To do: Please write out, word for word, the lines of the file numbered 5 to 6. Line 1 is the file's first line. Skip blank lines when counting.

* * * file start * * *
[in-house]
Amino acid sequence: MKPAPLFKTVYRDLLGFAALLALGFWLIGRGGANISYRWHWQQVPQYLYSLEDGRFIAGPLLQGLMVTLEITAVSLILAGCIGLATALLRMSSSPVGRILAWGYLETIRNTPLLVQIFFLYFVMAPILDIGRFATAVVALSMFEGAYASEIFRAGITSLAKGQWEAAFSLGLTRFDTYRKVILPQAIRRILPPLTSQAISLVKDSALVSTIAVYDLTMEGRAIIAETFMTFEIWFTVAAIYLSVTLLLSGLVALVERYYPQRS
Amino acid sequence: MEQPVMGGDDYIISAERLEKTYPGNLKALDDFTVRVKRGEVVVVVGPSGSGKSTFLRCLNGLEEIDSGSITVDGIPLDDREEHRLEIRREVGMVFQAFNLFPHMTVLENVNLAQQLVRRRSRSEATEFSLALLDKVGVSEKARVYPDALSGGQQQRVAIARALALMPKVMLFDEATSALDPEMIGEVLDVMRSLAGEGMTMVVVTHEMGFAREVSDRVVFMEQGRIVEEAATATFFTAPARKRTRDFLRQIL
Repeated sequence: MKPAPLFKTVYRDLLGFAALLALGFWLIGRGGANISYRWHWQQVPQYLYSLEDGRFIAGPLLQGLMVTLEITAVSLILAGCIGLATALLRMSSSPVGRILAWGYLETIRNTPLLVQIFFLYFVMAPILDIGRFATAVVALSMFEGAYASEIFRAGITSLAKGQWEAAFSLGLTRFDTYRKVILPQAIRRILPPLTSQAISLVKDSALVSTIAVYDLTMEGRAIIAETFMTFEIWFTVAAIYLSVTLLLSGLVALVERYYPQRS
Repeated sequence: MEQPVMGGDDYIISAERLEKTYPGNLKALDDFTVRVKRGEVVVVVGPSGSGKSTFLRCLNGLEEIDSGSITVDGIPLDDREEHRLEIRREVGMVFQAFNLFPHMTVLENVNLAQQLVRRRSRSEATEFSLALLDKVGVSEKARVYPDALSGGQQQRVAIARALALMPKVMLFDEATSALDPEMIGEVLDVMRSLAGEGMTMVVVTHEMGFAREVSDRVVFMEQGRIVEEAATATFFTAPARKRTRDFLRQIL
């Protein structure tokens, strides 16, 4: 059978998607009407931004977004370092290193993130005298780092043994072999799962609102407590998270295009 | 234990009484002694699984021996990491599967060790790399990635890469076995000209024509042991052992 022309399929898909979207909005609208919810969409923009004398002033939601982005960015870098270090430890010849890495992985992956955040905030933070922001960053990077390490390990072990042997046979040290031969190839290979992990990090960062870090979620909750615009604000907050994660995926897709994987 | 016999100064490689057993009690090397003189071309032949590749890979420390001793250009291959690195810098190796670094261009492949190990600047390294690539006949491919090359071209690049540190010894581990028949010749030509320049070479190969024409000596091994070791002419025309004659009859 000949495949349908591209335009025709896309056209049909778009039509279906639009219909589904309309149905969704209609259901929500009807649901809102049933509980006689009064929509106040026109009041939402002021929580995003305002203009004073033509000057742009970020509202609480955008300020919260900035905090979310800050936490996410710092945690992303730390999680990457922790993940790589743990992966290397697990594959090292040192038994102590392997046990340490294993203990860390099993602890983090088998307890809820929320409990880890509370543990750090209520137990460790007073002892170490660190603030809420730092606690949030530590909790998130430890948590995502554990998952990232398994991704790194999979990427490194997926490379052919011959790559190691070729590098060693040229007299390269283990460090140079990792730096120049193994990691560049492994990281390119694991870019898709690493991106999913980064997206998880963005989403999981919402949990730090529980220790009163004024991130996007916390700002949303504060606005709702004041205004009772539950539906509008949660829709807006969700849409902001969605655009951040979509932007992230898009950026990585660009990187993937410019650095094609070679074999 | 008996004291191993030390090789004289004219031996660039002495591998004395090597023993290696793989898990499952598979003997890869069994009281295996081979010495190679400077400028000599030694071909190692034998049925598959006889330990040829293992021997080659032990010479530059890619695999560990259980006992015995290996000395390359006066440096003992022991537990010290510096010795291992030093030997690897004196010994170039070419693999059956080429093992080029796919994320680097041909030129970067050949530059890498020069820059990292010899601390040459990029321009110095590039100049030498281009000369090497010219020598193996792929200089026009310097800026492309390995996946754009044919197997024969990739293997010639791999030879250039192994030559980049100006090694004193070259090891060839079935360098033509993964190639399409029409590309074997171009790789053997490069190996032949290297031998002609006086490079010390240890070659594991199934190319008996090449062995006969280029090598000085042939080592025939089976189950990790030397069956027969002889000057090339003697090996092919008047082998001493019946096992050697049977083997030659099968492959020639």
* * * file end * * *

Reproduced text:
Repeated sequence: MEQPVMGGDDYIISAERLEKTYPGNLKALDDFTVRVKRGEVVVVVGPSGSGKSTFLRCLNGLEEIDSGSITVDGIPLDDREEHRLEIRREVGMVFQAFNLFPHMTVLENVNLAQQLVRRRSRSEATEFSLALLDKVGVSEKARVYPDALSGGQQQRVAIARALALMPKVMLFDEATSALDPEMIGEVLDVMRSLAGEGMTMVVVTHEMGFAREVSDRVVFMEQGRIVEEAATATFFTAPARKRTRDFLRQIL
């Protein structure tokens, strides 16, 4: 059978998607009407931004977004370092290193993130005298780092043994072999799962609102407590998270295009 | 234990009484002694699984021996990491599967060790790399990635890469076995000209024509042991052992 022309399929898909979207909005609208919810969409923009004398002033939601982005960015870098270090430890010849890495992985992956955040905030933070922001960053990077390490390990072990042997046979040290031969190839290979992990990090960062870090979620909750615009604000907050994660995926897709994987 | 016999100064490689057993009690090397003189071309032949590749890979420390001793250009291959690195810098190796670094261009492949190990600047390294690539006949491919090359071209690049540190010894581990028949010749030509320049070479190969024409000596091994070791002419025309004659009859 000949495949349908591209335009025709896309056209049909778009039509279906639009219909589904309309149905969704209609259901929500009807649901809102049933509980006689009064929509106040026109009041939402002021929580995003305002203009004073033509000057742009970020509202609480955008300020919260900035905090979310800050936490996410710092945690992303730390999680990457922790993940790589743990992966290397697990594959090292040192038994102590392997046990340490294993203990860390099993602890983090088998307890809820929320409990880890509370543990750090209520137990460790007073002892170490660190603030809420730092606690949030530590909790998130430890948590995502554990998952990232398994991704790194999979990427490194997926490379052919011959790559190691070729590098060693040229007299390269283990460090140079990792730096120049193994990691560049492994990281390119694991870019898709690493991106999913980064997206998880963005989403999981919402949990730090529980220790009163004024991130996007916390700002949303504060606005709702004041205004009772539950539906509008949660829709807006969700849409902001969605655009951040979509932007992230898009950026990585660009990187993937410019650095094609070679074999 | 008996004291191993030390090789004289004219031996660039002495591998004395090597023993290696793989898990499952598979003997890869069994009281295996081979010495190679400077400028000599030694071909190692034998049925598959006889330990040829293992021997080659032990010479530059890619695999560990259980006992015995290996000395390359006066440096003992022991537990010290510096010795291992030093030997690897004196010994170039070419693999059956080429093992080029796919994320680097041909030129970067050949530059890498020069820059990292010899601390040459990029321009110095590039100049030498281009000369090497010219020598193996792929200089026009310097800026492309390995996946754009044919197997024969990739293997010639791999030879250039192994030559980049100006090694004193070259090891060839079935360098033509993964190639399409029409590309074997171009790789053997490069190996032949290297031998002609006086490079010390240890070659594991199934190319008996090449062995006969280029090598000085042939080592025939089976189950990790030397069956027969002889000057090339003697090996092919008047082998001493019946096992050697049977083997030659099968492959020639």